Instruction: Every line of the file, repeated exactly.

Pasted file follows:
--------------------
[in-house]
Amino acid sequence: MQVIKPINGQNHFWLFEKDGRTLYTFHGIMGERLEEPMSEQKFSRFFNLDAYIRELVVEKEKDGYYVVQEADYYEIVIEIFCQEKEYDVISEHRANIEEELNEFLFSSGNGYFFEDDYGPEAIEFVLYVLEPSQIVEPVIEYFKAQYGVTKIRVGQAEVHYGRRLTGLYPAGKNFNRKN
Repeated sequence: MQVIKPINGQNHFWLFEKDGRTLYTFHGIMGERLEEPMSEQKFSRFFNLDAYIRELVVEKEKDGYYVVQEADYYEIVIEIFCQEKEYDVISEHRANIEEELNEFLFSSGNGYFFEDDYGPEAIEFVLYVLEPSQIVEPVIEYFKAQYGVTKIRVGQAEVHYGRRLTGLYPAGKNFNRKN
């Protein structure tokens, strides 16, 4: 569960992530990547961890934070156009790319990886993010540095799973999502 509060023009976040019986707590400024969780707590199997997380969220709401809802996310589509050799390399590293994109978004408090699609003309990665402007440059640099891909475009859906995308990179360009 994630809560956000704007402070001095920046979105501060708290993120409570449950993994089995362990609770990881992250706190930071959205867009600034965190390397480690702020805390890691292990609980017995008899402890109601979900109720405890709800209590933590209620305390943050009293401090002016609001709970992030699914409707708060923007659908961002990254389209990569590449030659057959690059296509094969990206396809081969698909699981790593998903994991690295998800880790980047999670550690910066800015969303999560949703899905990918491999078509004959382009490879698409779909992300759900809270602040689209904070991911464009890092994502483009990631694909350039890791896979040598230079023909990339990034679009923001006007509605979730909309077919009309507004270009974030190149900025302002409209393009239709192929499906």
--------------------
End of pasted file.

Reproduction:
[in-house]
Amino acid sequence: MQVIKPINGQNHFWLFEKDGRTLYTFHGIMGERLEEPMSEQKFSRFFNLDAYIRELVVEKEKDGYYVVQEADYYEIVIEIFCQEKEYDVISEHRANIEEELNEFLFSSGNGYFFEDDYGPEAIEFVLYVLEPSQIVEPVIEYFKAQYGVTKIRVGQAEVHYGRRLTGLYPAGKNFNRKN
Repeated sequence: MQVIKPINGQNHFWLFEKDGRTLYTFHGIMGERLEEPMSEQKFSRFFNLDAYIRELVVEKEKDGYYVVQEADYYEIVIEIFCQEKEYDVISEHRANIEEELNEFLFSSGNGYFFEDDYGPEAIEFVLYVLEPSQIVEPVIEYFKAQYGVTKIRVGQAEVHYGRRLTGLYPAGKNFNRKN
């Protein structure tokens, strides 16, 4: 569960992530990547961890934070156009790319990886993010540095799973999502 509060023009976040019986707590400024969780707590199997997380969220709401809802996310589509050799390399590293994109978004408090699609003309990665402007440059640099891909475009859906995308990179360009 994630809560956000704007402070001095920046979105501060708290993120409570449950993994089995362990609770990881992250706190930071959205867009600034965190390397480690702020805390890691292990609980017995008899402890109601979900109720405890709800209590933590209620305390943050009293401090002016609001709970992030699914409707708060923007659908961002990254389209990569590449030659057959690059296509094969990206396809081969698909699981790593998903994991690295998800880790980047999670550690910066800015969303999560949703899905990918491999078509004959382009490879698409779909992300759900809270602040689209904070991911464009890092994502483009990631694909350039890791896979040598230079023909990339990034679009923001006007509605979730909309077919009309507004270009974030190149900025302002409209393009239709192929499906």